Gary Davis Blues And Ragtime
In the 1920’s African-Americans and their culture greatly influenced the arts. This influence came from what was called the “New Negro Movement” better known as the Harlem Renaissance. The Harlem Renaissance was centered in a neighborhood of New York called Harlem. Many African-Americans had migrated to this area because land there had been allotted by chance to them and there were job and educational opportunities for them there. With the influx of African-Americans into this are it soon developed into a political and cultural center.
While the Harlem Renaissance impacted all the arts it was especially noticeable in the music of the era. Blues and Jazz became very popular forms of music. African-American music is rooted in the polyrhythmic music heard from ethnic African tribes. With the traditional African elements mixed with the European harmonic structure and instruments a whole new form of music was born. Some of the traditional African elements are the call and response, syncopation, timbre, and my favorite the bending of notes.
During the Roaring 20’s jazz was criticized by the critics but it was embraced by the everyday person. Jazz was not just performed by African-Americans; there were white artists who imitated the style. The music was widely popular and original dances such as the Charleston were performed to the jazz music. The influence of the African-Americans on the arts was not confined to the United States; it also had an impact on many European countries. Paris embraced Jazz music and the artists who performed it. Many European nations enjoyed jazz music and incorporated it into their own style. Much of the music we listen to today can trace its roots back to Jazz.
Some of the early Jazz was characterized as Ragtime music. Ragtime music had a syncopated or “ragged” rhythm and was performed on the piano. It was popular in the early 1900’s and was initially dance music for the seedier side of society which were areas where bars, dancehalls, and brothels were located. A famous Ragtime musician was Scott Joplin. My favorite piece by Scott Joplin is The Entertainer. It has a syncopated melody over a march tempo bass line and is fast and upbeat. Mr. Joplin composed this piece in 1902 while living in Saint Louis. The Entertainer is sub-titled A Rag Time Two Step. It was copyrighted on December 29, 1902 and published by Johns Stark & Son.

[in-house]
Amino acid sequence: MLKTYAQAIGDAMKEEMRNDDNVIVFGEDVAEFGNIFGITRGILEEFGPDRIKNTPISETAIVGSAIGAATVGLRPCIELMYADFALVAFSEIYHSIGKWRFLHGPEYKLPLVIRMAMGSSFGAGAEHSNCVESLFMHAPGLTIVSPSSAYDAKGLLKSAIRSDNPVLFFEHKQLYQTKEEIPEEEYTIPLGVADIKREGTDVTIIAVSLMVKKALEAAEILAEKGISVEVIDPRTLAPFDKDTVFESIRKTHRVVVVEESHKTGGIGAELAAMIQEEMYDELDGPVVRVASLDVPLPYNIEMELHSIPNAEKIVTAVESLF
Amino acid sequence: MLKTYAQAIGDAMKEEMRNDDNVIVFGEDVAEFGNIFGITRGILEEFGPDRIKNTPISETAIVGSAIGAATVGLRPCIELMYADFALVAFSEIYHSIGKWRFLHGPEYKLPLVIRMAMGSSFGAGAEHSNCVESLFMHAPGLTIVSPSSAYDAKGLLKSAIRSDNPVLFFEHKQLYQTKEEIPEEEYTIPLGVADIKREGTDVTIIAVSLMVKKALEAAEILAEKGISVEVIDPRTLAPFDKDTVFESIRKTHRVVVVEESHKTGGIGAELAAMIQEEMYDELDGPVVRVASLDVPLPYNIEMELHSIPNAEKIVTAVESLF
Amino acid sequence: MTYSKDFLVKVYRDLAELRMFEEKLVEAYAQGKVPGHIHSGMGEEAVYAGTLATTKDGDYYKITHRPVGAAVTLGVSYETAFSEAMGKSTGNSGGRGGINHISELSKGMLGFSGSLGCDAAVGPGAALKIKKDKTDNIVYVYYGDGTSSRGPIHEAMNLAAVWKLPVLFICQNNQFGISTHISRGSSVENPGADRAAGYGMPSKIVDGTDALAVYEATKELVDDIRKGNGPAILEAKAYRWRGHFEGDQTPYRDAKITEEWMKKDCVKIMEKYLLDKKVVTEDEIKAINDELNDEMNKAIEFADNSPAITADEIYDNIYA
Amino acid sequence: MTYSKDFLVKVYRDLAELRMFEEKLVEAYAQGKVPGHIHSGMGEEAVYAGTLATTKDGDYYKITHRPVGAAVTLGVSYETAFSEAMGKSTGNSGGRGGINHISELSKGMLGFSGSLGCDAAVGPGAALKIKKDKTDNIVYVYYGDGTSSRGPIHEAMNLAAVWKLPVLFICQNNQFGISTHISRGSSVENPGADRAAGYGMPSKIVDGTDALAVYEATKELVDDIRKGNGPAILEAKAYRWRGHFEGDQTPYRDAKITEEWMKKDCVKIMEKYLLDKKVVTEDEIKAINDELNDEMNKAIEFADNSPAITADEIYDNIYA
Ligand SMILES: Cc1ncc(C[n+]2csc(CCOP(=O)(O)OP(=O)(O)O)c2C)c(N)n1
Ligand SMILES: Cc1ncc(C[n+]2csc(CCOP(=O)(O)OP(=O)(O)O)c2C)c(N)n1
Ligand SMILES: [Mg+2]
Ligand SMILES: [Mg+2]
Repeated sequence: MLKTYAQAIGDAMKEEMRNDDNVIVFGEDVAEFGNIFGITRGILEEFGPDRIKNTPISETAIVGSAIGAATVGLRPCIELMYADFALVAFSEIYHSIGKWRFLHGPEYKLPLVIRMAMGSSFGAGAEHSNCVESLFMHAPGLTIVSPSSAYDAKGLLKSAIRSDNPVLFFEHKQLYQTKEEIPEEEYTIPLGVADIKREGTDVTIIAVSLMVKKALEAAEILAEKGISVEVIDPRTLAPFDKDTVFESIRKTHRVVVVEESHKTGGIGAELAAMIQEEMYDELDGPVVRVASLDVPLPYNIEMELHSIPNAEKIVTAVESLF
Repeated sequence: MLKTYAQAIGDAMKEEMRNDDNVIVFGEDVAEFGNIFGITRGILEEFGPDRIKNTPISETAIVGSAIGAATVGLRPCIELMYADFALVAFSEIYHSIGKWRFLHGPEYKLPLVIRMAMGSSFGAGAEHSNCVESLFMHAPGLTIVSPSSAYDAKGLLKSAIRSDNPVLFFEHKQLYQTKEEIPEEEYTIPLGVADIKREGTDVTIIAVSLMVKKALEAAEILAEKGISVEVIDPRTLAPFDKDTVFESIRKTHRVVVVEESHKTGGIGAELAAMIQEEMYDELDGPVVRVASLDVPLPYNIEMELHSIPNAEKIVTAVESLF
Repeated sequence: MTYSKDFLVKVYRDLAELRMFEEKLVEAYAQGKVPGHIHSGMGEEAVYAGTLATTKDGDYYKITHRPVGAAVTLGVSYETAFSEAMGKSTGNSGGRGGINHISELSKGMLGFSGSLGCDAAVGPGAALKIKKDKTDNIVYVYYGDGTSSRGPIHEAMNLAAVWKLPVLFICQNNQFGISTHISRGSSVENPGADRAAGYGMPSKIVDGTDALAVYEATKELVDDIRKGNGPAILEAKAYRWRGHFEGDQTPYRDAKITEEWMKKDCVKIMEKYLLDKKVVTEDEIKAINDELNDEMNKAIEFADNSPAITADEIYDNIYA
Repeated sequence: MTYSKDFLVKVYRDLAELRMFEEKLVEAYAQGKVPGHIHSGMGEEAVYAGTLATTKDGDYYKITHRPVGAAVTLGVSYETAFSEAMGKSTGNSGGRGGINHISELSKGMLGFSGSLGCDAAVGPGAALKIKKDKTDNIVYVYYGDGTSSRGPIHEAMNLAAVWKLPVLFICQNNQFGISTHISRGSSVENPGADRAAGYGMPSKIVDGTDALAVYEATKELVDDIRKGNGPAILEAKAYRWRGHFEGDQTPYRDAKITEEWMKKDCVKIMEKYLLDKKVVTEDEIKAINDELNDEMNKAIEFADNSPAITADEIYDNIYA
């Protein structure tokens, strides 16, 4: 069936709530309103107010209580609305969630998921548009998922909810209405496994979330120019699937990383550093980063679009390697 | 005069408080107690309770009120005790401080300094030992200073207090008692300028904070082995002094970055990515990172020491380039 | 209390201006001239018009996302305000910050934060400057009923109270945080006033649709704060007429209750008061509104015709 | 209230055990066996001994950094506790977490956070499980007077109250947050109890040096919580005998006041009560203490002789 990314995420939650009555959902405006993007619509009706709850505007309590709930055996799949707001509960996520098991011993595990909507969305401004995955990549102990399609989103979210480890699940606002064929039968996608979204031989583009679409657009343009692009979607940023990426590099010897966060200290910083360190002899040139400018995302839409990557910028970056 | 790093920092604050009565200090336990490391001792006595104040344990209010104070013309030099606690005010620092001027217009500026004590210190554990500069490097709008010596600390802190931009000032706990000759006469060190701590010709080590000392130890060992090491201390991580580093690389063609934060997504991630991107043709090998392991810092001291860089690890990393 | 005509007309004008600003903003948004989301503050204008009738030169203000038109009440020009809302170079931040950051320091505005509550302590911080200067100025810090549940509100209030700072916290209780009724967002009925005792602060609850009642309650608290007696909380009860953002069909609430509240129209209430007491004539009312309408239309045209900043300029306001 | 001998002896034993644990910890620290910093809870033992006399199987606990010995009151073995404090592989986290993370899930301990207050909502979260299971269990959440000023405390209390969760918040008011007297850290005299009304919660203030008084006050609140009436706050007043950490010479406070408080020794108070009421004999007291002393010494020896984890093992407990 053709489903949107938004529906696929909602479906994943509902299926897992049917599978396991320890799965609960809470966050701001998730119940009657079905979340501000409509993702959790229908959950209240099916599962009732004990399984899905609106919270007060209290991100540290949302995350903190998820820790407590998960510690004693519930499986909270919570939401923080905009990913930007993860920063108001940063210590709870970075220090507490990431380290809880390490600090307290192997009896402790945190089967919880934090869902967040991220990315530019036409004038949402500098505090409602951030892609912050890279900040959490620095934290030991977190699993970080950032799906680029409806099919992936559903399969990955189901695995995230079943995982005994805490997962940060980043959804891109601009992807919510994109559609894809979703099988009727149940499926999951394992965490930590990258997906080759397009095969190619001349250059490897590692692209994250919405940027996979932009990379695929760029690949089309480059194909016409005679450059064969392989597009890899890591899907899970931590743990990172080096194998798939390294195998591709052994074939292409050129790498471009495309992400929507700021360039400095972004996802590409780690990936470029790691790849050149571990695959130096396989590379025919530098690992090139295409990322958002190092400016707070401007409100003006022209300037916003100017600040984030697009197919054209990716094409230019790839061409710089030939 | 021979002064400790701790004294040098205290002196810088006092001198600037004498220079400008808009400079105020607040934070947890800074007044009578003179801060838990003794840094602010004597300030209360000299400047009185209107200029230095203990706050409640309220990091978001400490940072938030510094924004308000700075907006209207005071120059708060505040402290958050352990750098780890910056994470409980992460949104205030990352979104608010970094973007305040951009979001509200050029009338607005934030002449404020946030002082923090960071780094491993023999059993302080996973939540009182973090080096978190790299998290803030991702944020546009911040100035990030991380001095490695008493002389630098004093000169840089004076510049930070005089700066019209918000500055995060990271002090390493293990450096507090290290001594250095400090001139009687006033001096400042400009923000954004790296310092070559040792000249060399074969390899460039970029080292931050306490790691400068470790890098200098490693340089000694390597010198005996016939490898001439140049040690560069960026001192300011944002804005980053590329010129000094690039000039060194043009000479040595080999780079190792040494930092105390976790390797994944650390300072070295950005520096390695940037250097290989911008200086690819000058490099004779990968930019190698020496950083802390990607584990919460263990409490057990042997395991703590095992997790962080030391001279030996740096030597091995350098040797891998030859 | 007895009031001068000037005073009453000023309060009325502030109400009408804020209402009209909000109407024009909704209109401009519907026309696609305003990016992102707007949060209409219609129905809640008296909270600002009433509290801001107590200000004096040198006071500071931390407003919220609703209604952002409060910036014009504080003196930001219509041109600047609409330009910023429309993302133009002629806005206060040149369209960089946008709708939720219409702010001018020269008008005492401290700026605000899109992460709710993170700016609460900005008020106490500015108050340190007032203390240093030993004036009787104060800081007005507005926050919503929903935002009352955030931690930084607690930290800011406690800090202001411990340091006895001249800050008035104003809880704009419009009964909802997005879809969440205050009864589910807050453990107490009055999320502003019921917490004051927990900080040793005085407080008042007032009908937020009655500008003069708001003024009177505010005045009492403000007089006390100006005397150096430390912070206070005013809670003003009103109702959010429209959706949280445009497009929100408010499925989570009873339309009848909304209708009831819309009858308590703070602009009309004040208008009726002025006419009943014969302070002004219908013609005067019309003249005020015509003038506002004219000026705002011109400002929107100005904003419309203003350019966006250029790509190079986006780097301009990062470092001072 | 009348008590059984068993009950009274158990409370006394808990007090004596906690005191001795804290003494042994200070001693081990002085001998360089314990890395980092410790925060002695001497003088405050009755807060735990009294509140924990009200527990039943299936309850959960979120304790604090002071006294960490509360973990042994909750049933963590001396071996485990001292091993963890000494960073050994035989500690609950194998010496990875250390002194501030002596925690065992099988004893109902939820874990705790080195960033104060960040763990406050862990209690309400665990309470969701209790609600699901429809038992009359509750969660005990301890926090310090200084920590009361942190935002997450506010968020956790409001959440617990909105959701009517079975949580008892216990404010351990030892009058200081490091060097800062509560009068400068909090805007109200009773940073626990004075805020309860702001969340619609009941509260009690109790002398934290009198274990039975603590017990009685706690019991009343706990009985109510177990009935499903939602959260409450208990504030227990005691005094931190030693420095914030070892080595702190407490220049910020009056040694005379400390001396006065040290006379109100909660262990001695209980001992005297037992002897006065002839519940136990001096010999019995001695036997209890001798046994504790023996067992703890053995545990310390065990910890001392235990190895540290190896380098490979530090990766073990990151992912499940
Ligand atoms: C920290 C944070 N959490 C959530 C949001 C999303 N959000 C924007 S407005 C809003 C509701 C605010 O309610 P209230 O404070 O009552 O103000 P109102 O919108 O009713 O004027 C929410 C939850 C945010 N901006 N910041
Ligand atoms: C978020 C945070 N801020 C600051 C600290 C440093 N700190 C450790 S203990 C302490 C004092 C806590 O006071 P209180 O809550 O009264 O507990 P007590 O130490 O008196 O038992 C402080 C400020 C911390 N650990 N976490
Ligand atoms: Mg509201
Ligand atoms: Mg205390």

'A collection of blues, ragtime, and crossover tunes for the 4-course mountain dulcimer equipped with a 6+ fret. These arrangements vary in difficulty, but all possess the universal appeal of the unique rhythms that define this musical genre. Most Important similarity between ragtime and blues Is that they both were essential to development of Jazz, and both were the music style of the late sass’s.According to Ted Tioga in his book The History of Jazz, “Ragtime music rivals the blues In Importance – and perhaps surpasses It In Influence- as a predecessor to early jazz” (up.
Some Jazz music also used improvision. Meaning it would be composed on the spot. One of the greats who excelled at this improvisaiton was Louis Armstrong. Louis was an extremely talanted trumpet player and a vocalist. He often used his voice to bend the melody and lyrics of the song. Louis also was a skilled scat singer, using nonsense sounds instead of real lyrics. He did not compose much written music but his improvisation was composition enough. The type of Jazz and Blues he played had a great influence on Swing and Big Band music. Potato Head Bluesby Louis Armstrong is often considered on of his finest recordings. Louis Armstrong composed this piece in 1927 and was recorded by Louis Armstrong and his Hot Seven in Chicago, Illinois. Artists on the recording are Louis Armstrong, trumpet; Honore Dutrey, trombone; Johnny Dodds, clarinet; Lil Armstrong, piano; Johnny St. Cyr, banjo; Pete Briggs, tuba; Baby Dodds, drums
Originally released on Okeh 8503. Louis’ trumpet work in this piece is absolutely amazing.
A great Blues artist is Robert Johnson. His type of blues was very influencial in the development of blues-rock and early rock and roll. Much of his work was composed on his guitar. His vocals was very powerful emotionally. In his song Kind Hearted Woman Blues you can hear the only guitar solo he ever recorded. He is plaing rhythm and lead guitar on one instrument which is a testiment to his talent. Kind Hearted Woman Blues was recorded as a single on November 23, 1936 in San Antonio, Texas for Vocalion. It was the B side to Terraplane Blues and was released in March 1937.
From these three samples of African-American music in the early 1900’s we can see how their culture changed music. Their early works became quite popular around the world and set the stage for the progression of modern music. The music that came from this era profoundly changed music forever.
LEDmad1962. “Robert Johnson-Kind Hearted Woman Blues (1936)” Youtube Uploaded December 26, 2009 WEB March 31, 2014
RagtimeDorianHenry. “Ragtime Piano:Scott Joplin. The Entertainer (1902)” Youtube Uploaded February 10, 2009 WEB April 1, 2014
Classic Mood Experience. “Louis Armstrong-Potato Head Blues” Youtube Uploaded October 26, 2013 WEB March 30,2014
Blues And Ragtime Fingerstyle Guitar